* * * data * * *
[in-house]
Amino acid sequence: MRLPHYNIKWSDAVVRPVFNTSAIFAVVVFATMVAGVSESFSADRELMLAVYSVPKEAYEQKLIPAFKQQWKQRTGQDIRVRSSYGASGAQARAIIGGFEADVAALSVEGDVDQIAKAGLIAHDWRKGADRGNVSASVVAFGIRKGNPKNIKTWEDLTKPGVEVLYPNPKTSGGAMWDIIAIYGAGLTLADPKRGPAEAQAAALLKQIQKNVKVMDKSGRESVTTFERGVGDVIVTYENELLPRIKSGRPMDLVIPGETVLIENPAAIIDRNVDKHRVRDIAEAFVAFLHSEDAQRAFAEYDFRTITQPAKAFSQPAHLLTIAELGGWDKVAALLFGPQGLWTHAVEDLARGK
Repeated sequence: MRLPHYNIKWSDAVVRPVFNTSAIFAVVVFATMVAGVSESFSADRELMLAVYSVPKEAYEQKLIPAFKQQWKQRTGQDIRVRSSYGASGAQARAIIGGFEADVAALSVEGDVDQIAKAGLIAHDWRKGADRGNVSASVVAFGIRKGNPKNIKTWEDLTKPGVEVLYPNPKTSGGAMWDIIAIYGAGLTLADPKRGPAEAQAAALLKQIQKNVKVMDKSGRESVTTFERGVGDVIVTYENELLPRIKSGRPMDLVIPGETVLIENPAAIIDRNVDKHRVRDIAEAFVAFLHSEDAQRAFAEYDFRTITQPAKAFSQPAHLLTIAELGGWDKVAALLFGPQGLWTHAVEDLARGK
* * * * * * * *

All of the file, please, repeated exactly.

[in-house]
Amino acid sequence: MRLPHYNIKWSDAVVRPVFNTSAIFAVVVFATMVAGVSESFSADRELMLAVYSVPKEAYEQKLIPAFKQQWKQRTGQDIRVRSSYGASGAQARAIIGGFEADVAALSVEGDVDQIAKAGLIAHDWRKGADRGNVSASVVAFGIRKGNPKNIKTWEDLTKPGVEVLYPNPKTSGGAMWDIIAIYGAGLTLADPKRGPAEAQAAALLKQIQKNVKVMDKSGRESVTTFERGVGDVIVTYENELLPRIKSGRPMDLVIPGETVLIENPAAIIDRNVDKHRVRDIAEAFVAFLHSEDAQRAFAEYDFRTITQPAKAFSQPAHLLTIAELGGWDKVAALLFGPQGLWTHAVEDLARGK
Repeated sequence: MRLPHYNIKWSDAVVRPVFNTSAIFAVVVFATMVAGVSESFSADRELMLAVYSVPKEAYEQKLIPAFKQQWKQRTGQDIRVRSSYGASGAQARAIIGGFEADVAALSVEGDVDQIAKAGLIAHDWRKGADRGNVSASVVAFGIRKGNPKNIKTWEDLTKPGVEVLYPNPKTSGGAMWDIIAIYGAGLTLADPKRGPAEAQAAALLKQIQKNVKVMDKSGRESVTTFERGVGDVIVTYENELLPRIKSGRPMDLVIPGETVLIENPAAIIDRNVDKHRVRDIAEAFVAFLHSEDAQRAFAEYDFRTITQPAKAFSQPAHLLTIAELGGWDKVAALLFGPQGLWTHAVEDLARGK